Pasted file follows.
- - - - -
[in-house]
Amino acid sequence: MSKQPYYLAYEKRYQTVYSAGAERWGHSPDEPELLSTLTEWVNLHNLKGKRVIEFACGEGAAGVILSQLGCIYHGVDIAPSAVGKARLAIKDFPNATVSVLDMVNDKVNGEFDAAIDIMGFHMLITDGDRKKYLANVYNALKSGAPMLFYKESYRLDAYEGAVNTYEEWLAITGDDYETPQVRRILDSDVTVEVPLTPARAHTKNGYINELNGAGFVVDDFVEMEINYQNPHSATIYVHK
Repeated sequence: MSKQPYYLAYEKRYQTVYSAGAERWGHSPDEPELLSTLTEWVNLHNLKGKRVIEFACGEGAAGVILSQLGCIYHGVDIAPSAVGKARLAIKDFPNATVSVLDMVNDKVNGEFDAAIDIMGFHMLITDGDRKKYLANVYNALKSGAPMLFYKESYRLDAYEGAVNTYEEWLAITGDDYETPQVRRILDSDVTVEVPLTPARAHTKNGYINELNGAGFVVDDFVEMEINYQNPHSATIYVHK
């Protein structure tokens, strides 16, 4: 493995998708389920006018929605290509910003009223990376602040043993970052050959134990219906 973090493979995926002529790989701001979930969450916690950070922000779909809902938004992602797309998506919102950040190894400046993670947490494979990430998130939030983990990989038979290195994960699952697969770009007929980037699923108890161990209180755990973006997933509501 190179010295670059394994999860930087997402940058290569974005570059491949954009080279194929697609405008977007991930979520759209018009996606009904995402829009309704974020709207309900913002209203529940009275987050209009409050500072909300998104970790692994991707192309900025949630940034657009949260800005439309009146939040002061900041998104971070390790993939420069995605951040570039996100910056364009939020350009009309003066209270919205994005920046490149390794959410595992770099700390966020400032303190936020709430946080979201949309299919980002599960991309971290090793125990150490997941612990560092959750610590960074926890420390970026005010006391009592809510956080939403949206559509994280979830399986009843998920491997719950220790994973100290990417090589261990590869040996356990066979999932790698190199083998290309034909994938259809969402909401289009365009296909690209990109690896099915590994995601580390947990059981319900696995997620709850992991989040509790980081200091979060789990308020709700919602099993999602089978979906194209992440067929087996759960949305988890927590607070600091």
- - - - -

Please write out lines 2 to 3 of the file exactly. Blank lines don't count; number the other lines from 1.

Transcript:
Amino acid sequence: MSKQPYYLAYEKRYQTVYSAGAERWGHSPDEPELLSTLTEWVNLHNLKGKRVIEFACGEGAAGVILSQLGCIYHGVDIAPSAVGKARLAIKDFPNATVSVLDMVNDKVNGEFDAAIDIMGFHMLITDGDRKKYLANVYNALKSGAPMLFYKESYRLDAYEGAVNTYEEWLAITGDDYETPQVRRILDSDVTVEVPLTPARAHTKNGYINELNGAGFVVDDFVEMEINYQNPHSATIYVHK
Repeated sequence: MSKQPYYLAYEKRYQTVYSAGAERWGHSPDEPELLSTLTEWVNLHNLKGKRVIEFACGEGAAGVILSQLGCIYHGVDIAPSAVGKARLAIKDFPNATVSVLDMVNDKVNGEFDAAIDIMGFHMLITDGDRKKYLANVYNALKSGAPMLFYKESYRLDAYEGAVNTYEEWLAITGDDYETPQVRRILDSDVTVEVPLTPARAHTKNGYINELNGAGFVVDDFVEMEINYQNPHSATIYVHK